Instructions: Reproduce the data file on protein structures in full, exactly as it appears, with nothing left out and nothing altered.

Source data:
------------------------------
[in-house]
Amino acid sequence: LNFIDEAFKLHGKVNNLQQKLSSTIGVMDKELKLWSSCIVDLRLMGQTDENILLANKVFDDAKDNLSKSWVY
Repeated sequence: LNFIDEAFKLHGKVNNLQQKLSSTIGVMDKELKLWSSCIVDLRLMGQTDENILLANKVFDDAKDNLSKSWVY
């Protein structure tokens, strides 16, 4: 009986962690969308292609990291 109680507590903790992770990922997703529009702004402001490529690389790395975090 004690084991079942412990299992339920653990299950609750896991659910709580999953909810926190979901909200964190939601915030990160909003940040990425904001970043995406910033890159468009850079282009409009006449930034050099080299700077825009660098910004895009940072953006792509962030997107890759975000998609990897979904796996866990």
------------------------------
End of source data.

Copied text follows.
[in-house]
Amino acid sequence: LNFIDEAFKLHGKVNNLQQKLSSTIGVMDKELKLWSSCIVDLRLMGQTDENILLANKVFDDAKDNLSKSWVY
Repeated sequence: LNFIDEAFKLHGKVNNLQQKLSSTIGVMDKELKLWSSCIVDLRLMGQTDENILLANKVFDDAKDNLSKSWVY
């Protein structure tokens, strides 16, 4: 009986962690969308292609990291 109680507590903790992770990922997703529009702004402001490529690389790395975090 004690084991079942412990299992339920653990299950609750896991659910709580999953909810926190979901909200964190939601915030990160909003940040990425904001970043995406910033890159468009850079282009409009006449930034050099080299700077825009660098910004895009940072953006792509962030997107890759975000998609990897979904796996866990």